“Ask an App Advisor” is a new feature of Psychiatric News in which members of APA’s App Advisor Expert Panel discuss the general use of mental health apps and answer APA members’ questions. This group is composed of APA members and other subject matter experts in mental health from related professions (for example, social work, psychology, nurse practitioners, informaticists) and patients with lived experience of mental illness. The purpose of this panel is to maintain APA’s App Evaluation Model and to provide resources for professionals and patients to give them tools they can use when deciding what app is appropriate. The articles will also explore clinical, research, and policy interests of the panelists around mHealth (mobile health).
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This month’s panelist is Steven Chan, M.D., M.B.A. Dr. Chan works with APA’s App Advisor Expert Panel, APA’s Committee on Mental Health Information Technology, and APA’s Committee on Telepsychiatry. He is a clinical informaticist and medical director for addiction consultation and treatment at Palo Alto (Calif.) Veterans Affairs Health. In the interview with Dr. Chan, I asked him about some key trends he is seeing in the use of digital health at the VA.
Q: Tell me a little bit about how you use mobile health at the Veterans Affairs.
A: I’m extremely proud to be part of a health system that has a lot of mobile app resources available. I’ve been able to recommend the Veterans Affairs’ apps to my patients and to my teammates and support their use. We have a very active Office of Connected Care and the National Center for PTSD, which have developed all sorts of apps that help people with sleep issues, managing emotions, and getting through the COVID-19 pandemic.
We have also been using the VA Video Connect telehealth service because it allows us to virtually see patients from a distance and reach more veterans who may be living in faraway places. Finally, the VA just released a wonderful new version of an app called VetChange, which helps people who want to reduce alcohol use. It provides coaching and tracking. There’s always something new—it seems—at the VA, and I’m excited to see what further resources come up next.
I’m also personally very interested in how the VA has bridged the digital divide. We have an incredible team that helps people with technology issues and getting connected to video services.
Q: Are you currently working on any research involving apps?
A: I’m involved with the APA App Advisor and collaborate on guidance for digital mental health tools and work with our internal teams to make apps and related technologies available for our staff and our patients. I’ve also spearheaded the technology for clinical research as a research affiliate at the University of California, Davis, where our investigators—Michelle Burke Parish and Peter Yellowlees—have been working on access to care through asynchronous telepsychiatry technologies. It’s a HIPAA-secure, cloud-based platform that’s a mashup of YouTube and a miniature electronic health record that allows us to capture videos, transcribe them, and translate them into the psychiatrist’s language. This tool allows psychiatrists to view patient interview videos, view captions, and input diagnoses and notes. This app is cross-platform and works on mobile phones, tablets, and desktop browsers.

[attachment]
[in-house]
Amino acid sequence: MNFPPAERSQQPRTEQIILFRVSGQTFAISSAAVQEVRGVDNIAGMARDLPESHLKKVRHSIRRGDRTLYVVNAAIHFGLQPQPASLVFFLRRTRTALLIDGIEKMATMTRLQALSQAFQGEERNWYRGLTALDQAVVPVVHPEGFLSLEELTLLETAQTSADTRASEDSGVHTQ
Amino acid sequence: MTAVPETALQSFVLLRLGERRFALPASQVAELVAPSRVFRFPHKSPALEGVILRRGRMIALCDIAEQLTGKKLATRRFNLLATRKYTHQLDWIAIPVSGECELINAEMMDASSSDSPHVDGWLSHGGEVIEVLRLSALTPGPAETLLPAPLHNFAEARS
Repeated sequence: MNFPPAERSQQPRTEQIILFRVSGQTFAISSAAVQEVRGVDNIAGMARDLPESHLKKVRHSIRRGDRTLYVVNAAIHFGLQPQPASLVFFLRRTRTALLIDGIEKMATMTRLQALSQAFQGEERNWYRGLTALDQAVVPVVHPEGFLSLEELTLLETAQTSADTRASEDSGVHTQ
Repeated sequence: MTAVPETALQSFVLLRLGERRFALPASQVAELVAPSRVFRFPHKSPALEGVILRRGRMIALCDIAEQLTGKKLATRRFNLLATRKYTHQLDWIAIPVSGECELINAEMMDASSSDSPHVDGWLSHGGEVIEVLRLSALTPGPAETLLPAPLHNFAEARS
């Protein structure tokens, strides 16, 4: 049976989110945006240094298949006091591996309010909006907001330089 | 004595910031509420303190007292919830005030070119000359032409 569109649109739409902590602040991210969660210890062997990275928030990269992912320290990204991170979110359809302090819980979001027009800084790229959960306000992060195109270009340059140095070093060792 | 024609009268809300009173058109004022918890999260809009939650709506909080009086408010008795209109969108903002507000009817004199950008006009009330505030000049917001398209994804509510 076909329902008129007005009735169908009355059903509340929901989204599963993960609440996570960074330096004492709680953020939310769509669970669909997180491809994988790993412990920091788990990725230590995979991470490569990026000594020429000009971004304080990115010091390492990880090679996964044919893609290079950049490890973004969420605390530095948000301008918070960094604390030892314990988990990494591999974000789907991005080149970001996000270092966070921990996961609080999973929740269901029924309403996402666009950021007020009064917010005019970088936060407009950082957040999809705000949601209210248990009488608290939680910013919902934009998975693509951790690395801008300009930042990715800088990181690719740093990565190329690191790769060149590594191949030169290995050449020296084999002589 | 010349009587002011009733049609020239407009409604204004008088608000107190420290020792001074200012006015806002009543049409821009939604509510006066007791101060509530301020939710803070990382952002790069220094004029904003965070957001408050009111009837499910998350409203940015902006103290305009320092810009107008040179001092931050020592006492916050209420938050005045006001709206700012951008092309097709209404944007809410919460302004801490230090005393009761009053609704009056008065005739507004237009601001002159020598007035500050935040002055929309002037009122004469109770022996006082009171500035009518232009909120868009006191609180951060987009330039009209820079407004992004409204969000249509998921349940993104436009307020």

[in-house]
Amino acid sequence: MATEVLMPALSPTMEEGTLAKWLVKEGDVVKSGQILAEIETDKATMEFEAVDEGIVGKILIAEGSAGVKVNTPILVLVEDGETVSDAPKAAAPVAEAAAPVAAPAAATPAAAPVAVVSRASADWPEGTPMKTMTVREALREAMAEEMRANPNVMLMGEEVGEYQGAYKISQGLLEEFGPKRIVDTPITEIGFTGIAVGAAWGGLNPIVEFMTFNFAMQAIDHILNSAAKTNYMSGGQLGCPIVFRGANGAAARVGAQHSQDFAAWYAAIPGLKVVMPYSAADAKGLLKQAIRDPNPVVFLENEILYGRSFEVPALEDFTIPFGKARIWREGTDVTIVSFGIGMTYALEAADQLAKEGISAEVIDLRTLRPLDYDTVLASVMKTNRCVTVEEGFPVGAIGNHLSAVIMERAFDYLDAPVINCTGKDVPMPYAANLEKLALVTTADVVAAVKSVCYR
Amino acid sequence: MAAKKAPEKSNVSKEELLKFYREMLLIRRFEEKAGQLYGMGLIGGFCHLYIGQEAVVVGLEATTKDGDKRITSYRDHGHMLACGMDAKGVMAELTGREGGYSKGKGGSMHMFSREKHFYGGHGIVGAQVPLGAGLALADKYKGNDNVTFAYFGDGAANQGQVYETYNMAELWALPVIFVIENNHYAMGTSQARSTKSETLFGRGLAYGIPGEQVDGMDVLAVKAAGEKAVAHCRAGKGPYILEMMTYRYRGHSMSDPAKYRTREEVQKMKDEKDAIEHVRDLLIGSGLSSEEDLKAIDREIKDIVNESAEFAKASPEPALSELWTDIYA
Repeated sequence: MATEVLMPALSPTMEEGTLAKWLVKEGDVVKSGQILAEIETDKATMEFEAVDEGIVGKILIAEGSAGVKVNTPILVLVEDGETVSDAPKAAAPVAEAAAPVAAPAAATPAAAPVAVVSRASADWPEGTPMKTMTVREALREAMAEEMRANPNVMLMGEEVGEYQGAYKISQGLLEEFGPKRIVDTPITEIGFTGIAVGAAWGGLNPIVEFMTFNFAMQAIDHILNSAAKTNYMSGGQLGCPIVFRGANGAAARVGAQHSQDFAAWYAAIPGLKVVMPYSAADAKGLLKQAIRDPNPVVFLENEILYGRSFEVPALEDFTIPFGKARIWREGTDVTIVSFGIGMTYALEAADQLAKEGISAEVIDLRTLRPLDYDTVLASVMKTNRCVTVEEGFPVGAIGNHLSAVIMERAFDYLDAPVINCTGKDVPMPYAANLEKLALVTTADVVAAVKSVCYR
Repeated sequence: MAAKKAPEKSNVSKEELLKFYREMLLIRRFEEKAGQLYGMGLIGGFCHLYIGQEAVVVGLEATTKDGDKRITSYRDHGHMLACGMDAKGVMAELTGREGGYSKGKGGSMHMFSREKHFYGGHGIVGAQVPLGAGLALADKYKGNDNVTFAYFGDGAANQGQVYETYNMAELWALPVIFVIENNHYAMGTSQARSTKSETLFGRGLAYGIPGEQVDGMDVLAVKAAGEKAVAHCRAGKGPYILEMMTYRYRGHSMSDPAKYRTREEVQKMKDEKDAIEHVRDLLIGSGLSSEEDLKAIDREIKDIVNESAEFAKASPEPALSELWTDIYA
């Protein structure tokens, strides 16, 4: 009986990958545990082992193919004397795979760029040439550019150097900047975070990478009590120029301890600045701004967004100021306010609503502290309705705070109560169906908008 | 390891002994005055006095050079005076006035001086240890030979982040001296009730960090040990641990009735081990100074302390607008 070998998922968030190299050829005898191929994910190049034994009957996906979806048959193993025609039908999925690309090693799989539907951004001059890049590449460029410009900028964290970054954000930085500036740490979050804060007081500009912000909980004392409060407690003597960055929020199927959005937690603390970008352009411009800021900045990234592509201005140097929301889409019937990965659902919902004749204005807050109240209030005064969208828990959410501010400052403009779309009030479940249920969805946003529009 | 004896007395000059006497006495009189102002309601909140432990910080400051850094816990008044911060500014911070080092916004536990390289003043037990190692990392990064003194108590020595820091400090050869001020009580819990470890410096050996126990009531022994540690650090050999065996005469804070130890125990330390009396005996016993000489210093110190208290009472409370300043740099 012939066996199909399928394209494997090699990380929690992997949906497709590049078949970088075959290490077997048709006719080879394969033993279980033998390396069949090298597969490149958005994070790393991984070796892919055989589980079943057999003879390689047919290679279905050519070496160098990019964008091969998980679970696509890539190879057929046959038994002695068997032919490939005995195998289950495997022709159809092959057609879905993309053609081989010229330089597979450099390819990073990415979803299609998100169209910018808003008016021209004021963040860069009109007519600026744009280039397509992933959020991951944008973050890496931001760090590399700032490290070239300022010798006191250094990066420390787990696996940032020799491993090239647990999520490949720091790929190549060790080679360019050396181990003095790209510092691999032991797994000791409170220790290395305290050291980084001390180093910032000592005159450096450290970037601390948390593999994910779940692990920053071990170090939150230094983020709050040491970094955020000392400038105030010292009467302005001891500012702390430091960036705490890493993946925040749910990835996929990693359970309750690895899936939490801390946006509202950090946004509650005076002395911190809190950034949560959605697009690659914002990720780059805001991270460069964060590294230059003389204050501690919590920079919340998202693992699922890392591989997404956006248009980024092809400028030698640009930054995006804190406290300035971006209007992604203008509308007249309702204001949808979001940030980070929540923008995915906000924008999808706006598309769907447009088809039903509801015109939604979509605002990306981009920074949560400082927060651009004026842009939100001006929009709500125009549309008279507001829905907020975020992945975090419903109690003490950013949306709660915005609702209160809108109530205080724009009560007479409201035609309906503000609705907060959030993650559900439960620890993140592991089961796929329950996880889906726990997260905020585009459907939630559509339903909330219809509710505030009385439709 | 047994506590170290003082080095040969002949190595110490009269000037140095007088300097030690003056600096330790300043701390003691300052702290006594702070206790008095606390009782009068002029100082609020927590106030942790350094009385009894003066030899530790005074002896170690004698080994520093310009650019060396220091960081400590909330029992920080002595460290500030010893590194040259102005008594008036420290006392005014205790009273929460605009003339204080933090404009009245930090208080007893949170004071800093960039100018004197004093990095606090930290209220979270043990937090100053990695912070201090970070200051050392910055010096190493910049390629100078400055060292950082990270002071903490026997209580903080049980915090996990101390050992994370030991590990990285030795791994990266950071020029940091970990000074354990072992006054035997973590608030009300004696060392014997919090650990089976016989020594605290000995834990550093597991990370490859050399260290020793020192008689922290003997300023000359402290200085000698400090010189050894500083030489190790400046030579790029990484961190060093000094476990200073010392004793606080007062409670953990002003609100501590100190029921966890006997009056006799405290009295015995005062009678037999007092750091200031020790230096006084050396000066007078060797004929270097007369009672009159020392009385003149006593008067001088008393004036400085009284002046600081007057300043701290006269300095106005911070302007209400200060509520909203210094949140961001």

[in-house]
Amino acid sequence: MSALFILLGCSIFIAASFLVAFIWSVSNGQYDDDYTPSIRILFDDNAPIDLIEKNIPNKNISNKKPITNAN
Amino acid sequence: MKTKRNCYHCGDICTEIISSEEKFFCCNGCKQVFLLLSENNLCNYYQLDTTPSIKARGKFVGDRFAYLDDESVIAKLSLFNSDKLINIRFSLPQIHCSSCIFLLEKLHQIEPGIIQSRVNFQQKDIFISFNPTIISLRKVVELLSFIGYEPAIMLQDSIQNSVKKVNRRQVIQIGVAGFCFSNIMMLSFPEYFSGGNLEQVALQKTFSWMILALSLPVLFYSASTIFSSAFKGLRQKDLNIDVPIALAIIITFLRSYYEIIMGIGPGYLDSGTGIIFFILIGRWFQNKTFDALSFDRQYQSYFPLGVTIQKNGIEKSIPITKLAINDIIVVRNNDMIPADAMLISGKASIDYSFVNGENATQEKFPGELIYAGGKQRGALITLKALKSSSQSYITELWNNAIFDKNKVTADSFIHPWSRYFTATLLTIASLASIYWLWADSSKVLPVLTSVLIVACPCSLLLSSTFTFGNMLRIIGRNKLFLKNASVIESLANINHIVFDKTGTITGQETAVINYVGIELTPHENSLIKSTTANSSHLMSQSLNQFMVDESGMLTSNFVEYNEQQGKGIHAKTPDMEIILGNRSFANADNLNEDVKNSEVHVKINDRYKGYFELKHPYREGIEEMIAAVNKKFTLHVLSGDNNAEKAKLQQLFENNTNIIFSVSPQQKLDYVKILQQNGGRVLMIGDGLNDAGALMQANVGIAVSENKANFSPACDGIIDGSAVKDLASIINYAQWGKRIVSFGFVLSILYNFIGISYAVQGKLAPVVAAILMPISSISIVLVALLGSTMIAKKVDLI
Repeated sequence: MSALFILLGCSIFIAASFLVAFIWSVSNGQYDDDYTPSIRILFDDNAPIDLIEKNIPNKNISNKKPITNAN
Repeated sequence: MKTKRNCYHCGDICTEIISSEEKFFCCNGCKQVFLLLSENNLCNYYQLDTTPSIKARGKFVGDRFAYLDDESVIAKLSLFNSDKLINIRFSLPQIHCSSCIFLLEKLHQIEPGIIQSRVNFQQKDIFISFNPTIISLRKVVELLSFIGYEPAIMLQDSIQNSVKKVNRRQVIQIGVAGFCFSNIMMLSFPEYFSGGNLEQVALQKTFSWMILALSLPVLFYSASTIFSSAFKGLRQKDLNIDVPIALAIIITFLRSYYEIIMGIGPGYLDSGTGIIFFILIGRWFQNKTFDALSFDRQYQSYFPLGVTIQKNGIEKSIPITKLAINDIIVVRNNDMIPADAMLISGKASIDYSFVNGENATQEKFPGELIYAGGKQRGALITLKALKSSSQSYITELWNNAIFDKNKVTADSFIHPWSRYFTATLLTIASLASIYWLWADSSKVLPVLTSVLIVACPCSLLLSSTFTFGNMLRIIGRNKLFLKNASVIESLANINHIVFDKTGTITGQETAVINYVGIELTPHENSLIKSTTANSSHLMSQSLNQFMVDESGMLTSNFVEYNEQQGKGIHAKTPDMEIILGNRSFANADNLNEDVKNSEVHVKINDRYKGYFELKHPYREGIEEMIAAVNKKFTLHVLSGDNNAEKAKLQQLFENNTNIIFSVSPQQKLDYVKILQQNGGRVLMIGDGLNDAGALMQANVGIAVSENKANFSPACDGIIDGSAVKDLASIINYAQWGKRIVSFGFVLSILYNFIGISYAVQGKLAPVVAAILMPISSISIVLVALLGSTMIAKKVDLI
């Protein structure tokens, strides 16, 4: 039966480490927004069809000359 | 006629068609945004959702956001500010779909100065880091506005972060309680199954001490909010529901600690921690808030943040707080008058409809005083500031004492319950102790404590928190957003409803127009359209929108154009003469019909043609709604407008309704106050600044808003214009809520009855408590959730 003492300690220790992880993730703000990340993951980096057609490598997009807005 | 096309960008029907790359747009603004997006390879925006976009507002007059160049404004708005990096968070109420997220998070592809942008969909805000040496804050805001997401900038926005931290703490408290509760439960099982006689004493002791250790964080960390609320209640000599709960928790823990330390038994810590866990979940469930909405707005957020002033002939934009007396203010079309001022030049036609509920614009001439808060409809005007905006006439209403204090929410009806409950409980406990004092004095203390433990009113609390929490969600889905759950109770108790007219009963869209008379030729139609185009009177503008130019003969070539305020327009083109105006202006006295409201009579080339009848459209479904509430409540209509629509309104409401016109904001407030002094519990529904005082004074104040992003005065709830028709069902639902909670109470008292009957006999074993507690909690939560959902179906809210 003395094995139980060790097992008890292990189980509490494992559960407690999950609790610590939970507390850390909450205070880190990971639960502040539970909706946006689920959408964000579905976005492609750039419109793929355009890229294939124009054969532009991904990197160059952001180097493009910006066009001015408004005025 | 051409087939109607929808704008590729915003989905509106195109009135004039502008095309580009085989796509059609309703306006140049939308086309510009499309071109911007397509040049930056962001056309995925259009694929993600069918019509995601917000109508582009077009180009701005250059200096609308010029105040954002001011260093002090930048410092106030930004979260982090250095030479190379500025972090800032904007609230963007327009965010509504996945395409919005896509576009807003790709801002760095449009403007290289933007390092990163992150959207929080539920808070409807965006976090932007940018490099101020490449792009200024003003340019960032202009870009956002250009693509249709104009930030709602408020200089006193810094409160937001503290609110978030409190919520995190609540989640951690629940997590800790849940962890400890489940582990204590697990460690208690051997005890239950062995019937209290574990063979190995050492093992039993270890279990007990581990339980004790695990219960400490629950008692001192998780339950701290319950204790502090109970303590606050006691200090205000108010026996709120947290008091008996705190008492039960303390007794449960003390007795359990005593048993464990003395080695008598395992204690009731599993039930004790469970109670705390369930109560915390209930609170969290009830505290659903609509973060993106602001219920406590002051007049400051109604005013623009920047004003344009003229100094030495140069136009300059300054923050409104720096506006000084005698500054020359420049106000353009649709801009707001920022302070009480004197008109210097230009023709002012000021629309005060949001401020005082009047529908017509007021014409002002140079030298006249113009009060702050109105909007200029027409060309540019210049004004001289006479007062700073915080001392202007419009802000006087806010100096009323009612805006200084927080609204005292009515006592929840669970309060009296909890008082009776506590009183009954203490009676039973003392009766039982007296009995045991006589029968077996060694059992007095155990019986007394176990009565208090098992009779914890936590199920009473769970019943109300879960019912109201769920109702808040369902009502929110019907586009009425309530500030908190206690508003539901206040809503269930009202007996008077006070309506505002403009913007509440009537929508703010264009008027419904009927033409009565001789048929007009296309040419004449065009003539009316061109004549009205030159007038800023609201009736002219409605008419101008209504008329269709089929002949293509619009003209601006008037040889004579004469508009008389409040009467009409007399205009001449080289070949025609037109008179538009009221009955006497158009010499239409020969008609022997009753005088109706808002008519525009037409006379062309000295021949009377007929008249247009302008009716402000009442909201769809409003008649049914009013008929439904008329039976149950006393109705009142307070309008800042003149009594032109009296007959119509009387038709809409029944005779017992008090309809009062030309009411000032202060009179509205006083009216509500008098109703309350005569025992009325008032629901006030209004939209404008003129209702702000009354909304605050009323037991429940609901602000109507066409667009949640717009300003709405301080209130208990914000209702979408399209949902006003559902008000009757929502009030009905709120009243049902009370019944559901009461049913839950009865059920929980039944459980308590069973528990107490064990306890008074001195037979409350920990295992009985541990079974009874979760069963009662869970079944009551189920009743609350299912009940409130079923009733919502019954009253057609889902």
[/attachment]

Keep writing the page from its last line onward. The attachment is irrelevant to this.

I’ve also done consulting, teaching, and advising for multiple projects and classes at the Stanford Graduate School of Business at UC San Francisco (UCSF), as well as with various companies and, of course, students. I’ve also participated in many of APA’s technology-focused events and with Psych Congress, the American Medical Informatics Association, and many media outlets.
Finally, I’m working with a fantastic group of health informaticists on ADVICE Health at UCSF, who have assembled a consortium of health systems to evaluate digital health apps that are integrated with electronic medical records. We’ve created a system and a workflow to catalog these apps, in hopes of bringing sense to the wild frontier of health care technologies. This applies not only to mental health apps, but also apps in all medical specialties.
Q: We’re seeing a lot when it comes to mHealth and psychiatry. Where do you see the field going in a few years?
A: We’re seeing a lot of different app services come into play: apps for purely patient use, apps for clinician-to-patient use, and apps for clinician-to-clinician use. We have already seen a rapid digitization of services with the COVID-19 public health emergency. We will continue seeing enthusiasm and support for hybrid models of care that blend components of virtual and in-person care. The use of telepsychiatry, mental health information technology, new models of care, and new ways of delivering compelling psychoeducation continue to evolve and converge at the point of patient care and, in the near future, will work together and form a comprehensive, all-inclusive patient experience in digital therapeutics and services. 5G [fifth-generation global wireless or broadband standard] will become more widespread to provide faster, more stable audiovisual connections. We will also see psychiatry continue to adopt virtual reality and mixed reality, smartwatch apps, and more culturally sensitive user experiences.
These trends will certainly not happen overnight. However, there’s an enormous amount of interest in evidence-based, accessible digital solutions in the mental health field because of the increased demand for mental health, addictions, and substance use disorder care and a greater recognition that psychiatric issues affect home life, work life, and school life. ■
APA’s App Panel Offers Guidance on Digital Tools | Psychiatric News